Alumnus Timothy Barnett uses Ohio State experience to help system-impacted youth and adults
“… What was phenomenal, in many ways, about my experience at Ohio State in the Rhetoric and Composition Program, was… that the study of language, and not necessarily the study of the famous people who write or the most revered people, but just regular people, takes you in all these different kinds of directions.”
For Dr. Timothy Barnett, an alumnus of the PhD in English program at The Ohio State University, the study of language, composition and pedagogy has certainly taken him in varied, unexpected directions. Barnett is a professor of English at Northeastern Illinois University (NEIU) and is deeply involved with the Prison + Neighborhood Arts and Education Project (PNAP) and their University Without Walls (UWW) program. The UWW program at Stateville Correctional Center, which launched in 2017 in partnership with NEIU, allows students to get a degree based partially on course credit and partially on the skills they have developed throughout the course of their lives. As Barnett, who is one of the program’s Directors of University Curriculum, stated, “[UWW] honors people’s lived experience, and it allows faculty like me and experts in different fields to… look at someone who’s maybe been a dancer for twenty years and say, yes, this student has as much or more than your typical four-year graduate who’s been in the dance program, and the same is true for writers.” The first cohort of seven students in this reimagined degree program graduated in May 2019, and six students are currently enrolled in the second cohort.
UWW is not the only way that PNAP is reimagining justice and the carceral system. PNAP is an abolitionist organization, and their mission places a strong emphasis on building relationships with communities outside of prisons and on intervening in the carceral state. Barnett noted the importance of PNAP’s abolitionist focus, as well as the significance of the connections between those who are or have been in the carceral system and the communities to which they belong. And PNAP isn’t the only place where Barnett has observed the importance of these connections: he has also worked with Curt’s Cafe, a Chicago-area restaurant that employs system-impacted youth as student trainees. Barnett told us that, during his time at Curt’s, he talked with students about “different issues around literacy… and how people tell their stories, and how people use stories to figure out who they are, change their lives, change the world around them.” He related this focus on literacy narratives directly to his time in the Department of English at Ohio State, noting that his seven years in the program took him into a number of areas he would never have expected, from feminist studies to critical race theory. And, although Barnett didn’t begin working with those in the legal and carceral system until he got to NEIU, his time at Ohio State provided a foundation for that eventual work.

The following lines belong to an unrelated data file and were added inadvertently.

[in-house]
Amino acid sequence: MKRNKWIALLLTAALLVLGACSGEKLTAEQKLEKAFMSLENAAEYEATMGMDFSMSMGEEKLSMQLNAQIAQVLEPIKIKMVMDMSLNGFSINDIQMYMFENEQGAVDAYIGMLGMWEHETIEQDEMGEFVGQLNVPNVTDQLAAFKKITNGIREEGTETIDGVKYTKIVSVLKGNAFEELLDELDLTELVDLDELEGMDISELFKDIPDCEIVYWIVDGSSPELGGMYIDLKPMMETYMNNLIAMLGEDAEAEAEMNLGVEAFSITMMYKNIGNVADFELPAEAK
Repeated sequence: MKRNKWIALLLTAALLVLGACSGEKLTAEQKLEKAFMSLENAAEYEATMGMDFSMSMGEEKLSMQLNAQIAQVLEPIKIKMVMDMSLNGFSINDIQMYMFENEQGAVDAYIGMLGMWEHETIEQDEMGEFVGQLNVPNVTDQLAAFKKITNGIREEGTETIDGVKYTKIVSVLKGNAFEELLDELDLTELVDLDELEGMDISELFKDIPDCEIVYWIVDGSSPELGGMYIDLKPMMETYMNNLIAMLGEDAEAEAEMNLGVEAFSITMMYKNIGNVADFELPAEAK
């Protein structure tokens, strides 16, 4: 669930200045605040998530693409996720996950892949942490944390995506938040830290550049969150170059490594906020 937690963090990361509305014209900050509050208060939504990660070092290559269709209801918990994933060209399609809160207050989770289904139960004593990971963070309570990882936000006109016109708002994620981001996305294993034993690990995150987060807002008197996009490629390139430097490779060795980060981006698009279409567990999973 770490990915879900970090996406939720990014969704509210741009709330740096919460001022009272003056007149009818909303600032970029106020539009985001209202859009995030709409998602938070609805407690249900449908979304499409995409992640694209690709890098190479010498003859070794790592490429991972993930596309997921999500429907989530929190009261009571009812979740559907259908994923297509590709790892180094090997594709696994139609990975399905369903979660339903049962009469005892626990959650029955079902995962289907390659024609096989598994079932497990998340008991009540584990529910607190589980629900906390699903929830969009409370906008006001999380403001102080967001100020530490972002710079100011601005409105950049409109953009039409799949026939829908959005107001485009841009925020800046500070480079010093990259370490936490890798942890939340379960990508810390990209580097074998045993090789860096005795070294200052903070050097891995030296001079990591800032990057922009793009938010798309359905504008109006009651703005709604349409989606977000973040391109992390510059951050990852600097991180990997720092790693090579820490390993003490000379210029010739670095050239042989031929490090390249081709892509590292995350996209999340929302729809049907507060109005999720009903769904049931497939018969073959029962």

Barnett’s time at Ohio State and his experience with literacy narratives has also informed his current research and writing. He recently penned an article about the literacy narratives that incarcerated people write, and he is currently working on a book with the first graduates of the UWW-PNAP program. This book-in-progress tells the stories of people who, like the 2019 cohort of UWW-PNAP, are or were incarcerated, have obtained a post-secondary degree and are doing social justice work. Barnett states that “the book is supposed to demonstrate… how those kinds of leaders are the people who need to lead us in a better direction… The book is demonstrating some of the experiences of these men and women who are leading some justice organizations and why we should be paying more attention to them.”
Barnett credits several Ohio State faculty with influencing where he is today, including Andrea Lunsford, Louis Ulman and Professor Kay Halasek. He mentioned Halasek’s course on Feminist and Critical Pedagogies in particular, saying, “[The course] has affected me to this day, and the way I think about diversity, the way I think about my own experience, the way I think about whiteness and masculinity… [Professor Halasek’s] class just really has stuck with me through the years… It was just a really open, theoretical, but also personal kind of class that had me thinking then and has had me thinking since.”
When asked what he is most proud of in a 23-year career rife with achievements, Barnett noted the strong influence of his time at Ohio State on his current work. He said, “As a graduate student, we talked a lot about diversity, and I learned things that I had never thought of before around language and literature and teaching… [My] biggest achievement, or maybe what I’m most proud of, is trying every day to keep up, and learn, and use the learning I got from OSU.”